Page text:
MUSIC | Feature
Malcolm Jack meets with Phantom Band main man Rick Anthony to discuss new album Strange Friend and the ridiculousness of being in a band
‘W e’ll be sitting there and I’ll say to everyone, “This is so fucking weird, what we’re actually doing,”’ shares Phantom Band frontman Rick Anthony (pictured, far right), recalling an existential pondering he’s prone to at rehearsals – the kind of dangerous realisation that could spark long queues of musicians outside job centres. ‘Most people our age will have mortgages and regular employment,’ he continues, ‘and we’re a bunch of guys here in a room, playing music. And we’re in a thing called a band, and the band’s got a name. When you actually step back and think about the reality of that, it’s absurd. It’s fucking ridiculous. It’s no way for an adult to behave.’
And these are the words of a musician who a few days earlier was longlisted for the Scottish Album of the Year Award for his solo debut, No Seli sh Heart, released under the pseudonym Rick Redbeard – an accolade that left Anthony ‘surprised and happy’. For the Phantoms, meanwhile, the last few years have brought their challenges. ‘An accidental hiatus’ followed touring commitments for 2010’s critically acclaimed The Wants, and a new drummer had to be recruited in Iain Stewart. But they remain on abundantly rich form. Just listen to strong future SAY Award candidate Strange Friend, the
80 THE LIST 15 May–12 Jun 2014
Phantoms’ largely self-produced third set, which strengthens this sextet’s reputation for making wild eclecticism seem as natural as the breeze.
‘The Wind That Cried The World’ starts with a gurgle of electronica, peaks with a rousing wordless chorus, progresses through a psychedelic opus breakdown, and ends in rustic majesty. Not even a diversion into bludgeoning sludge metal is off limits on Strange Friend, as evidenced by the monolithic middle of ‘Doom Patrol’ (a Mogwai-esque song title if ever there was one). ‘Oh yeah,’ Anthony reacts when I bring that track up, sounding excited just to talk about it. ‘When Duncan hits that big riff, it sounds awesome. I’ve always kind of wanted to be in a metal band.’ Anything goes in Phantom land, between Anthony’s alt-folk instincts – as best framed by his spookily pretty solo material – or keys man Andy Wake’s bofi n-like Krauty vintage synth obsessions, or the big-rifi ng persuasions of guitarist Duncan Marquiss. ‘He’s actually one of the best heavy metal guitarists who doesn’t play heavy metal,’ says Anthony of his bandmate. ‘When there’s an excuse for him to slip a little riff in there, it’s worth taking it.’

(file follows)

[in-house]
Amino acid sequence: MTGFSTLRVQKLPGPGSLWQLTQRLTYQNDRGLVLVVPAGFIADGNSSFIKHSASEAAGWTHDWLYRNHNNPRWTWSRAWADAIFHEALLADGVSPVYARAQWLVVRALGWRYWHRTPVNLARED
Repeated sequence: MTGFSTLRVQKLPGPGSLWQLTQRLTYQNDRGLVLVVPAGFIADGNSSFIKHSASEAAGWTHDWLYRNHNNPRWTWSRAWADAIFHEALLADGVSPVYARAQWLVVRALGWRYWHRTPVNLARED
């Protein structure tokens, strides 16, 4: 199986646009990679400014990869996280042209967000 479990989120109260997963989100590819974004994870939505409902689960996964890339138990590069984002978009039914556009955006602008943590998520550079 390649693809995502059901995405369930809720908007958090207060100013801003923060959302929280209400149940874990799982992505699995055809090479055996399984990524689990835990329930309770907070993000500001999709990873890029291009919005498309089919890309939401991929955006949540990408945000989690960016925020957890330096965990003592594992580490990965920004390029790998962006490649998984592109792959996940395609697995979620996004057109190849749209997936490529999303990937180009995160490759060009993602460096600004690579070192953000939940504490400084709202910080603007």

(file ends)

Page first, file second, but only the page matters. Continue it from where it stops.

It’ll come as a surprise to no one who witnessed their devastatingly good headline slot
at the Aberfeldy Festival in 2012 – one of the Phantom Band’s i rst shows with new drummer Stewart – that this is a group who have fallen in love again with the simple essence of being six guys on a stage or in a room playing music together. It lends a very live-feeling, human heart to Strange Friend, and bodes excitingly for shows in support of the record’s release, with a short UK tour set to precede appearances at the Howlin’ Fling festival on the Isle of Eigg and at least one other summer festival. Anthony can’t coni rm which, but a slot at one of their label Chemikal Underground’s East End Social events seems a good bet. ‘Stewart’s one of the good guys in music,’ he says of Stewart Henderson, their label manager at Chemikal, which celebrates 20 years in business in 2014 with the Phantoms as current captains for a roster that has featured the Delgados, Mogwai, Arab Strap and countless other Scottish luminaries across two decades. ‘For this record, he basically said, “Go and make the music you want.” He didn’t even listen to the demos – he just left us alone. To get on with our ridiculous work.’
The Phantom Band play the Art School, Glasgow, Tue 3 Jun. See page 82 for an album review.